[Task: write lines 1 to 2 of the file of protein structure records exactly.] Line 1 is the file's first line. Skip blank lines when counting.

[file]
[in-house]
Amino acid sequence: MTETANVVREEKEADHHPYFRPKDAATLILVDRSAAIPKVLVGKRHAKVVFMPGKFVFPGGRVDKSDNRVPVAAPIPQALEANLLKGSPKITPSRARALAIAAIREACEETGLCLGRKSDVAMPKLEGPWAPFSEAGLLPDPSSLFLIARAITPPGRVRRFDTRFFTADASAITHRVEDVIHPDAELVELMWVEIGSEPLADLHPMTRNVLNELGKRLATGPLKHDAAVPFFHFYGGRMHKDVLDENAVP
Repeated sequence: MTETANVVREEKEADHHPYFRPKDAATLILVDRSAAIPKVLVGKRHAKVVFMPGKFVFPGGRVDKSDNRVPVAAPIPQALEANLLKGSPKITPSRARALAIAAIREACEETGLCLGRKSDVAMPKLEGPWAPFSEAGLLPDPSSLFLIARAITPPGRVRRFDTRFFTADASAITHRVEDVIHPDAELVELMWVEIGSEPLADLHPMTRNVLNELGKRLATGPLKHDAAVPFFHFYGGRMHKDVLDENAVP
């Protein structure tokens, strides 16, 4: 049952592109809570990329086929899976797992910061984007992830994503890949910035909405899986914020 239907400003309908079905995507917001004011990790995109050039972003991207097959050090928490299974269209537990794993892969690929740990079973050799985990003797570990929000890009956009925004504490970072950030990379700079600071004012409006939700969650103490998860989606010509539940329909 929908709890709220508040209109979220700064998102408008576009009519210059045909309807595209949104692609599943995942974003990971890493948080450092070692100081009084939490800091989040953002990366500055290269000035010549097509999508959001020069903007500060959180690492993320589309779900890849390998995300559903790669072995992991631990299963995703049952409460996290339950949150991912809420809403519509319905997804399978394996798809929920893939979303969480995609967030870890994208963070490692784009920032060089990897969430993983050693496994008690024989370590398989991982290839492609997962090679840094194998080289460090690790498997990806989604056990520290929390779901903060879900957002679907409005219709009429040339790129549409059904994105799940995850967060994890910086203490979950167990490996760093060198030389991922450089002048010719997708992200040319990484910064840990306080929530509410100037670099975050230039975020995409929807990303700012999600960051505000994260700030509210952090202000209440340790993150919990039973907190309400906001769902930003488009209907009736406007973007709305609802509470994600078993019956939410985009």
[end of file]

[in-house]
Amino acid sequence: MTETANVVREEKEADHHPYFRPKDAATLILVDRSAAIPKVLVGKRHAKVVFMPGKFVFPGGRVDKSDNRVPVAAPIPQALEANLLKGSPKITPSRARALAIAAIREACEETGLCLGRKSDVAMPKLEGPWAPFSEAGLLPDPSSLFLIARAITPPGRVRRFDTRFFTADASAITHRVEDVIHPDAELVELMWVEIGSEPLADLHPMTRNVLNELGKRLATGPLKHDAAVPFFHFYGGRMHKDVLDENAVP